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From Dick to Jack, a potted history of Ilford theatre’s pantomimes

PUBLISHED: 15:00 25 December 2011

Theatre manager Steven Day with the pantomime cast at the Kenneth More Theatre

Theatre manager Steven Day with the pantomime cast at the Kenneth More Theatre

Archant

For many people, one of the most important things about this time of year is the old-fashioned Christmas pantomime.

And in Ilford, as council chiefs finalise the terms of another lease for the Kenneth More Theatre (KMT), its 37th panto is in full swing.

The curtain was raised on the playhouse’s first ever, Dick Whittington, in 1975, and so the theatre’s great tradition was born.

Every year since crowds have flocked to Oakfield Road – its modest auditorium packed with heroes and villains of all ages.

Until this year the man behind every one was theatre manager Vivyan Ellacott.

Mr Ellacott has also been helped with the writing by his brother, Nigel, recently described as the Queen Mother of pantomime dames.

The Christmas production at the KMT has had its fair share of legends. Until this year, former assistant manager Robert Quarry had appeared in every single panto.

“Rob is the only artist in the country to have appeared in panto in the same theatre for 35 years,” said Mr Ellacott.

A couple of national treasures have also trodden the KMT boards at Christmas-time, including Olivier award-winning Desmond Barritt, who played the dame twice, and renowned producer David Ian, who starred in Puss in Boots.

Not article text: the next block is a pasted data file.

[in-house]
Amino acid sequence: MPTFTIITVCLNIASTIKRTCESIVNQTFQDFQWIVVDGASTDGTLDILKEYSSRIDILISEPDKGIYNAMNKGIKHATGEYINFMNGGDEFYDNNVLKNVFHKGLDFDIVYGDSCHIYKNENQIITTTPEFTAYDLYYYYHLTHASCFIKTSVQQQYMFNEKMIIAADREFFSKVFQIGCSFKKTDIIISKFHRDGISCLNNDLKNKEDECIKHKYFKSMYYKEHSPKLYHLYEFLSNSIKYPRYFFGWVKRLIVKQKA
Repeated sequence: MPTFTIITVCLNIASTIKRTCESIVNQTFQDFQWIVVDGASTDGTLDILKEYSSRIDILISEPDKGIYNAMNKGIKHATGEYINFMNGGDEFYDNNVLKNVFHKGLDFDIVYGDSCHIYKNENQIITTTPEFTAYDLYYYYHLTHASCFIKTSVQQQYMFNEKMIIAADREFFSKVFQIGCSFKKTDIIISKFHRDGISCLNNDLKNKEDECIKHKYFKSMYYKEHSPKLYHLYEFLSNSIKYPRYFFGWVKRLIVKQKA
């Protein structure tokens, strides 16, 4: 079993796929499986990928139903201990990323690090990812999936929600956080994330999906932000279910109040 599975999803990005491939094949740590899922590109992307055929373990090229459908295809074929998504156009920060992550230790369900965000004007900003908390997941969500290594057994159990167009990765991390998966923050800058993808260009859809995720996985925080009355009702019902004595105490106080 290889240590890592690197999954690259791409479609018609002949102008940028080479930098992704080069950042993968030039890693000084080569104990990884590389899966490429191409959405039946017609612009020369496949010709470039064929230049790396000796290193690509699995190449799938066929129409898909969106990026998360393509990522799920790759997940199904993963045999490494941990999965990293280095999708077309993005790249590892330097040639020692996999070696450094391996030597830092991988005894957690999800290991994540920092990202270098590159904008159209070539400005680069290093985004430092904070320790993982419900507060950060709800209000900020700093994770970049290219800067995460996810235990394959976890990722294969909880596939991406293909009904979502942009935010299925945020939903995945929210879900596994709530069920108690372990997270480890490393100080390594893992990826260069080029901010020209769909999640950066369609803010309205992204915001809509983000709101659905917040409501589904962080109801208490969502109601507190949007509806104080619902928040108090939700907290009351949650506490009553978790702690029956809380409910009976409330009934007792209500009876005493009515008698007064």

Another important tradition was started in 1995 by Redbridge Mayor and KMT board chairman Cllr Ronnie Barden, who wanted to make a mark on that year’s production of Dick Whittington.

He told the Recorder at the time: “The Kenneth More is one of the jewels in the borough and I felt it would be ideal to put Redbridge on the map during my mayoralty.

“With the panto itself focusing on mayors it seemed an excellent idea to invite mayors from across London to come to Redbridge.”

No one is safe during the panto from the heartbroken dame desperately searching the audience for her next boyfriend – or victim.

Mr Ellacott recalls: “One year the mayor had visitors from Germany, and one guy was called Helmut.

“The dame took him for her boyfriend, and it became a series of increasingly inappropriate double entendres.”

This year, for the first time, Mr Ellacott handed the reins to current manager Steven Day, and the curtain was raised on Jack and the Beanstalk on December 12.

“It is very daunting,” said Mr Day, “but really exciting and the good thing is all the same team is still in place.

“It is going really well so far, and the feedback has been brilliant.”

With a little luck, and the overdue renewal of the building’s lease, the theatre’s panto will be around for another 37 years.

For tickets to Jack and the Beanstalk,which is on at the KMT until January 22, call the box office on 020 8553 4466.


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